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#2258 signed 8-5-96



In Re:



NO. 96-40337-13



This matter is before the Court on the debtor's "Motion for Certificate of Contempt" against Joseph M. Casson, the County Attorney for Jefferson County, Nebraska, whose mailing address is in Fairbury, Nebraska. The debtor appears by counsel Jerry L. Harper. Mr. Casson filed an objection, but indicated he would not be able to appear for the hearing on the motion and asked not to be ordered to appear for any further hearings.


In November 1995, the debtor wrote a bad check to Pizza Hut for $24.41 and to Boogaarts for $40. In December, he wrote a bad check to Fairbury Livestock Company for $255.46. Mr. Casson commenced a criminal prosecution against the debtor on February 2, 1996, which he candidly admits was "in an effort to collect on behalf of the payee, Fairbury Livestock Company." A warrant for the debtor's arrest was issued on February 7, but it has apparently never been successfully enforced. On February 15, 1996, the debtor filed a chapter 13 bankruptcy petition, listing as unsecured creditors based on "NSF checks" a Pizza Hut and Boogaarts Supermarket in Fairbury, Nebraska, in the amounts noted above. He listed the Jefferson County Attorney and Fairbury Livestock as a single creditor owed $255.46 on an "NSF check," giving the County Attorney's Fairbury, Nebraska, post office box as the creditor's address. In the plan he filed with his petition, the debtor proposed to pay "NSF checks" and "restitution/court costs/fines" in full as a special class. The plan was confirmed on May 10.

On May 14, Mr. Casson amended the criminal complaint to add counts based on the Pizza Hut and Boogaarts checks. The debtor's attorney wrote Mr. Casson a letter advising him that the debtor had filed for bankruptcy and that the attorney believed pursuit of a criminal complaint in order to collect on a bad check violated the automatic stay. Mr. Casson swears this letter was the first notice of the debtor's bankruptcy that he had received. He adds that since receiving notice of the bankruptcy, he has made and will make no effort to require restitution in the criminal proceeding against the debtor, but indicates he intends to continue his efforts to have the debtor convicted for issuing the checks.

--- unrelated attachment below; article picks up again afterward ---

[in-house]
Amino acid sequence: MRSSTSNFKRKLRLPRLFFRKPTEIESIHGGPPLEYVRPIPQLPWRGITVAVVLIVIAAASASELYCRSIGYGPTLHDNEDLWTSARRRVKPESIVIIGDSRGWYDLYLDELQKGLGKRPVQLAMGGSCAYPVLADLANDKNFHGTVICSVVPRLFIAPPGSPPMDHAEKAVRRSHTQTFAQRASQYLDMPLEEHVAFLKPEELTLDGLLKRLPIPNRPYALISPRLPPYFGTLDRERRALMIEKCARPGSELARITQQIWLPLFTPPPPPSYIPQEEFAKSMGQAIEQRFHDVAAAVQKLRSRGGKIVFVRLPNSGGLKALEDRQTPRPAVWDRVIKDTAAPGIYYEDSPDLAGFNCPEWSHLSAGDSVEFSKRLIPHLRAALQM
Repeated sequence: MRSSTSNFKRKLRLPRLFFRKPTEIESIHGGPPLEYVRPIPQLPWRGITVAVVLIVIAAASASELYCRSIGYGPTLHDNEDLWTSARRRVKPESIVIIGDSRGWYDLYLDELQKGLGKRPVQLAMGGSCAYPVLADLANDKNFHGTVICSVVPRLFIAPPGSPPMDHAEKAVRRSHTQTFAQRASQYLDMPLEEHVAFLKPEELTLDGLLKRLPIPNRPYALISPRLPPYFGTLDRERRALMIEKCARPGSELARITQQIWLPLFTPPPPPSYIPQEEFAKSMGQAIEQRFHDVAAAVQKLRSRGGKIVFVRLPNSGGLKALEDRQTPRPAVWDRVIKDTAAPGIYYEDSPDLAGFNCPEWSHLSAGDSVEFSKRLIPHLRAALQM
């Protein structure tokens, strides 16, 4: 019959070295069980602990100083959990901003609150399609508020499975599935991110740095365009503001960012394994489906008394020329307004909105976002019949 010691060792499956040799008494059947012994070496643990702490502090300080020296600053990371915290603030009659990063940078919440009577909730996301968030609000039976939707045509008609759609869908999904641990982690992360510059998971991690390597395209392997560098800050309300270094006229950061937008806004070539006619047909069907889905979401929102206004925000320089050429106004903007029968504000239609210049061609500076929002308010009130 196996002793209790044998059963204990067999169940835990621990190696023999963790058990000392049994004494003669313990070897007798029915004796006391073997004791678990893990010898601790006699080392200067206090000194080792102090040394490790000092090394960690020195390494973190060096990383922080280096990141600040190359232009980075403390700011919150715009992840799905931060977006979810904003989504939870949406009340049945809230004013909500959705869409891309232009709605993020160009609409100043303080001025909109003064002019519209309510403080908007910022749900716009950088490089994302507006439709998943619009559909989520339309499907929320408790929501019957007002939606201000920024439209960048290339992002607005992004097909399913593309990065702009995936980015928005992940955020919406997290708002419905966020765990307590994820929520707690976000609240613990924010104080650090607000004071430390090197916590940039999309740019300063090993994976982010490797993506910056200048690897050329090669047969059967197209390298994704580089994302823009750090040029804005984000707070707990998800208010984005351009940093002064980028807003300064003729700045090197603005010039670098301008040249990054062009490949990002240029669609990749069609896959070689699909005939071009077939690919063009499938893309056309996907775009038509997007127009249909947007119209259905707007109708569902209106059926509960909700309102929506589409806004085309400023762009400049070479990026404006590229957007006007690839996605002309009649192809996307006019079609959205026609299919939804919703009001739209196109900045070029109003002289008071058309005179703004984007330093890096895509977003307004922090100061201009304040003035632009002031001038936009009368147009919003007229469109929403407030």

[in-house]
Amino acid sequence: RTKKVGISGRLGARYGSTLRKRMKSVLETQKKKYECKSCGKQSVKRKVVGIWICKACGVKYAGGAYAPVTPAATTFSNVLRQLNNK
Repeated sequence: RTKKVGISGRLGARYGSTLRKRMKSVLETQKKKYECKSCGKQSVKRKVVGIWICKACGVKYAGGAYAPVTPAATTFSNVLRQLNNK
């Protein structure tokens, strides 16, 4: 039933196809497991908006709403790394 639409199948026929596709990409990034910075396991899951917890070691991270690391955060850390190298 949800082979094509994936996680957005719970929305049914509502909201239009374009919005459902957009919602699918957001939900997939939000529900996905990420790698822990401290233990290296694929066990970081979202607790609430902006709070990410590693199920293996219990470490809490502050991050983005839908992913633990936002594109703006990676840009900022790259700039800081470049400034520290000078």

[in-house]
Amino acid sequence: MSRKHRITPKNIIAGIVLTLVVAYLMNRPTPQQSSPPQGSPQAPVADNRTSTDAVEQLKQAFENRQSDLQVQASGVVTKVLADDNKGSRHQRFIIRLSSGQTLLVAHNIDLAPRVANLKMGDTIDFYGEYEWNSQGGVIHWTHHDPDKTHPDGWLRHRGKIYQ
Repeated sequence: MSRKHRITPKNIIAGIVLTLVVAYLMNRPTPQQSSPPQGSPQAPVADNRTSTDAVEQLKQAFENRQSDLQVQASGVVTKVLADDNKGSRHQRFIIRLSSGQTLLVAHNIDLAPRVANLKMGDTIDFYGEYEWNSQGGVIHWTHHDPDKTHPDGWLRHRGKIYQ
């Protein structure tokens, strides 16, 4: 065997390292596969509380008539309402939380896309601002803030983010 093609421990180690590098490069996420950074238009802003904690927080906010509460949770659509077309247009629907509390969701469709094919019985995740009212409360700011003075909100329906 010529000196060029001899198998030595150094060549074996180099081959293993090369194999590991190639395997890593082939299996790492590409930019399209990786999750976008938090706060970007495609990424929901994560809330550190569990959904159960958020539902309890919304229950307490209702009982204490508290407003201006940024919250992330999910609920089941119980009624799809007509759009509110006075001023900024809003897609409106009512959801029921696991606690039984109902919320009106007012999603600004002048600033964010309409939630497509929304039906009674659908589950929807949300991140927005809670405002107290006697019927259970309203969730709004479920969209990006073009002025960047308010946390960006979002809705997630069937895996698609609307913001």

This Court has previously held that while the automatic stay does not apply to a criminal proceeding against the debtor, it does apply to civil collection activities, and concluded that restitution is a civil remedy, even if it arises out of a criminal proceeding. Barnett v. K-Mart (In re Barnett), 15 B.R. 504, 510 (Bankr.D.Kan. 1981). The Supreme Court made clear in Pennsylvania Department of Public Welfare v. Davenport, 495 U.S. 552, 560-63 (1990), that restitution obligations are distinct from the criminal prosecutions that produce them, and are treated differently under the Bankruptcy Code. The Court held that restitution obligations were debts that could be discharged in chapter 13 despite the fact that criminal prosecutions were excepted from the automatic stay by §362(b)(1). Id. Congress has since amended §1328(a) to make restitution imposed in criminal sentencing nondischargeable in chapter 13, see §1328(a)(3), but the distinction between restitution and prosecution remains valid. Furthermore, as a leading treatise states: "[W]here private debt collection is the motivation for the action, rather than punishment, the criminal proceedings will be subject to the automatic stay and will not be excepted under Code §362(b)(1)." 2 Norton Bankruptcy Law and Practice 2d, §36:15, pp. 26-43 to 36-44 (1994). The Court is inclined to believe this statement can be true only of a creditor's actions rather than a prosecutor's, but does believe a prosecutor's actions can be enjoined under §105 if motivated simply by the desire to collect a debt.

In Younger v. Harris, 401 U.S. 37, 46, 54 (1971), the Supreme Court indicated a federal court may enjoin a state criminal proceeding only on a showing of irreparable injury and "bad faith, harassment, or any other unusual circumstance that would call for equitable relief." Mr. Casson's affidavit certainly raises the specter that he commenced the case against the debtor simply to collect on the first bad check, which makes his original and subsequent actions suspect. Thus, while the Court believes §362(b)(1) excepts the prosecution from the automatic stay, a hearing for injunctive relief under §105 might be appropriate. At this juncture, however, no such relief has been requested.

The debtor's motion for contempt for violation of the §362 automatic stay must be denied.


Dated at Topeka, Kansas, this _____ day of August, 1996.




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